Canadiens bounce back after blowing 3-goal lead to stun Leafs in OT
Montreal's Nick Suzuki nets winner following Toronto giveaway to force Game 6
The Canadiens are heading home with a pulse — and their fans will be there waiting.
Cole Caufield intercepted a dangerous, ill-advised Alex Galchenyuk pass in Montreal's zone and moved in on a 2-on-0 with Suzuki, who passed to his rookie teammate after crossing Toronto's blue line.
Suzuki then quickly got the puck back from Caufield before beating a helpless Jack Campbell with a bullet shot blocker side as the Canadiens spilled over the bench to celebrate.
"Sometimes those 2-on-0s are a little bit more difficult," Suzuki said after burying his second goal of the series. "We're both capable of scoring and making plays.
"It was a great play by him to touch it right back."
WATCH | Suzuki sends Habs to Game 6 with OT winner:
Joel Armia, with two, and Jesperi Kotkaniemi had the other goals for Montreal, which still trails Toronto 3-2 in the series. Carey Price made 32 saves.
"Resiliency," the veteran goaltender said when asked what his team demonstrated. "It's not easy to have the right mentality going into an overtime like that after giving up a two-goal lead in the third."
Price said Montreal's locker room was "calm and composed" prior to OT: "Everybody knew what was at stake."
But Suzuki added a number of the team's veterans stepped up and spoke candidly during a meeting Wednesday.
Jake Muzzin, with two goals, and Zach Hyman replied for the Leafs, while Campbell stopped 26 shots.
"Any time your back's against the wall, you push back," Hyman said. "You saw that from them. We've been in that situation before and you always respond."
Due to a loosening of COVID-19 restrictions, the Quebec government will allow 2,500 fans into the Bell Centre for Saturday's Game 6 — the first Canadian NHL crowd in Canada since the start of the pandemic in March 2020.
"They will deserve that game big time," Montreal centre Phillip Danault said. "It's going to be crazy there. It's going to be awesome. I can't wait to be in front of our fans. Been waiting for that all year.
"And here we are, Game 6 against Toronto, Saturday night at home. Can't get any better than that."
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The Leafs, meanwhile, missed an opportunity to win a playoff series for the first time since 2004, but still have two more cracks at advancing.
The Winnipeg Jets await the winner following their surprise sweep of Connor McDavid's Edmonton Oilers in the North Division's other first-round series.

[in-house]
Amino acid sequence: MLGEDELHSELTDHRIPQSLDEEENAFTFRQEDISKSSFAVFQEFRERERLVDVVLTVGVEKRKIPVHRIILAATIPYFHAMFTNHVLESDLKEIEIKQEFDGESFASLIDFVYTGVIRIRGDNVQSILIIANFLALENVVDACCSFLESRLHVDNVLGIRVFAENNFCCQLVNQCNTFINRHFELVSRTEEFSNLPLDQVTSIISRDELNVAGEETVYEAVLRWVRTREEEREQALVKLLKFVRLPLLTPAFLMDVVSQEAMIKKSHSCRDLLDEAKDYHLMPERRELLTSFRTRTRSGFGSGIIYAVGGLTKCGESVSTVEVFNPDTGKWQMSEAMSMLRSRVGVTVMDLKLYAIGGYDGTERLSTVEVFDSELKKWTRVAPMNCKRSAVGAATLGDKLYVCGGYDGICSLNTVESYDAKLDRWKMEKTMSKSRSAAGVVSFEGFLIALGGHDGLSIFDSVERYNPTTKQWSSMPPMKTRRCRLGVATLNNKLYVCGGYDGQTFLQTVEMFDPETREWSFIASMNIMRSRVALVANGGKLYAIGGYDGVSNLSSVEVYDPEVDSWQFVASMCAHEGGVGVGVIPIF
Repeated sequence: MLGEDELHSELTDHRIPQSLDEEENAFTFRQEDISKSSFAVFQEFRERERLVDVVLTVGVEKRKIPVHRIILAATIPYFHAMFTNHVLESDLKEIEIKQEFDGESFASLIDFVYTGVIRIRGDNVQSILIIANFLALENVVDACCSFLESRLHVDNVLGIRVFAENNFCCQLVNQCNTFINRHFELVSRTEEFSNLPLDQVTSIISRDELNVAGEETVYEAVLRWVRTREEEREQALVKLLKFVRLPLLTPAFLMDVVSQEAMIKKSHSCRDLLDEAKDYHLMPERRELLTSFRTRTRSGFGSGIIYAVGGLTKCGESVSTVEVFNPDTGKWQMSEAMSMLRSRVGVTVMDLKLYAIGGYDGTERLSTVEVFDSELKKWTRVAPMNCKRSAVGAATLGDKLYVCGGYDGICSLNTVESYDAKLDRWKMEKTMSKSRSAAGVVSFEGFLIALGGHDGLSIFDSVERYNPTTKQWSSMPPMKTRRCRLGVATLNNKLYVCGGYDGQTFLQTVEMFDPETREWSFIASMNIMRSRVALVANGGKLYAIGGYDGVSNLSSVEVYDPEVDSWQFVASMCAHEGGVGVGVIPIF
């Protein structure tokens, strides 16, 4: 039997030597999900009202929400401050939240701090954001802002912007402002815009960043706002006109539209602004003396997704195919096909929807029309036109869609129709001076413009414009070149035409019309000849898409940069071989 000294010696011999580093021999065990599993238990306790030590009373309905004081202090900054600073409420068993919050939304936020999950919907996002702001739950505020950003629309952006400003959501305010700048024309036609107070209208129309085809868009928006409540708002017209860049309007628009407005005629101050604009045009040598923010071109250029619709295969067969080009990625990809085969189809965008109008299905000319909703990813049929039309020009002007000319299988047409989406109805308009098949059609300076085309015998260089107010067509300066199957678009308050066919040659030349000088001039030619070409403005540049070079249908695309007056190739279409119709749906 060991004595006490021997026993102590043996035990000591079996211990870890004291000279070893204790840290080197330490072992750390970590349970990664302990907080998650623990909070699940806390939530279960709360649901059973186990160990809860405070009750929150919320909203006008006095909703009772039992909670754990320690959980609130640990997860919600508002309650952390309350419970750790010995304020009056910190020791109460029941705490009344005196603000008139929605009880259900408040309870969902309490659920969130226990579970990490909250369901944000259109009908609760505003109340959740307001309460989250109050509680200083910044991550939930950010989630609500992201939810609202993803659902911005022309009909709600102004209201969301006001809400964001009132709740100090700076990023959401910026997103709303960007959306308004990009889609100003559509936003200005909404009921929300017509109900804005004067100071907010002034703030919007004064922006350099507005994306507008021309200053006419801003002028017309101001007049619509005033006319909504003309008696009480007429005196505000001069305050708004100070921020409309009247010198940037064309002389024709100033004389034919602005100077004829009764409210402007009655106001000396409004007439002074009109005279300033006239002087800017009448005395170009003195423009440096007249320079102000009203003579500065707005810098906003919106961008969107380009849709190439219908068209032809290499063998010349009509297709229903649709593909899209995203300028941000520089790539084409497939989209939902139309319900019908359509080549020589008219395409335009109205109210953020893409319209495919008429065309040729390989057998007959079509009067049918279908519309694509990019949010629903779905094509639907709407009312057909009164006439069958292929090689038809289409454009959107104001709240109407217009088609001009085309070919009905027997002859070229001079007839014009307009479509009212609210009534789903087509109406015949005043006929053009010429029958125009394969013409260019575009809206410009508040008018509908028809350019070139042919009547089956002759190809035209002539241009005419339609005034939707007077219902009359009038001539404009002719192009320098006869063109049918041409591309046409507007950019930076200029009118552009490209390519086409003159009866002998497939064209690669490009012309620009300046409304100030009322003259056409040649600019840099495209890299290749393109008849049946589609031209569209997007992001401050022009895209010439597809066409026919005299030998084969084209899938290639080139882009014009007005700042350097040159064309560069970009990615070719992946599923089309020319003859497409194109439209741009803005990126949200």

The Leafs came close to opening the scoring early Thursday when bruising forward Wayne Simmonds rang a shot off the crossbar on Price from in tight, but it would be the visitors striking first moments later.
After veteran winger Corey Perry forced a turnover by plastering Leafs rookie defenceman Rasmus Sandin into the boards, Armia picked up the loose puck and wired his first goal of the series — and just Montreal's fifth overall — past Campbell's glove at 5:13.
The inspired Canadiens kept coming, and Armia scored his second at 8:18 on a scramble with Campbell swimming in his crease. Perry picked up an assist on the sequence, which started with Armia knocking down William Nylander's clearing attempt, for the 100th playoff point of his career.
"Army's a solid player," Price said. "I don't think he gets enough credit for what he does. Perr's the same way.
"It's good to see them get rewarded."
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The Leafs had chances of their own in the period, but Price was there each time, including a terrific denial of Nylander, who had scored in all four games coming into Thursday, on a 2-on-1.
"They were much more desperate than us in the first," Toronto centre Auston Matthews said. "They jump out to a quick 2-0 lead, but I'm proud of the way that we fought back."
Montreal won Game 1 of the series 2-1 thanks to Price's 35-save performance on a night where Leafs captain John Tavares was stretchered off following a scary collision before being outscored 11-2 in losing the next three to fall behind Toronto 3-1. Tavares, who suffered a concussion and a knee injury, was in attendance for Game 5 after briefly taking the ice prior to his team's morning skate.
The Canadiens made it 3-0 at 4:52 of the second when Kotkaniemi pressured the shaky Sandin behind the Leafs' net on a good forecheck. The puck popped in front, and the Montreal centre eventually poked it under Campbell and in for his second.
The Toronto netminder made a nice stop on Tyler Toffoli — Montreal's 28-goal man still looking for his first in the post-season — midway through the period on a break to keep his team within three.
The divisions' top seed during the NHL's pandemic-truncated campaign, 18 points clear of their opponent in the standings, the Leafs showed some life 1:40 later when Mitch Marner threw a puck in front from behind the goal line that Hyman slid home.
The grinding Toronto winger then got a breakaway 30 seconds into the third, but Price was there to shut the door.
The Leafs got to within one just after their only power play ended when Muzzin blasted a point shot through a screen at 6:52.
Toronto the got even with 8:06 left in regulation when Muzzin drove the net and tipped Galchenyuk's shot through Price's legs to force a brief OT.
"We showed a lot of heart," Suzuki said. "We feel like we can come back into this series, especially going back to the Bell Centre now for Game 6. It's going to be a lot of fun to play in front of our fans. We know it's not going to be a full barn, but I know it'll be loud.
"We'll be ready to go."
And so will that Bell Centre crowd.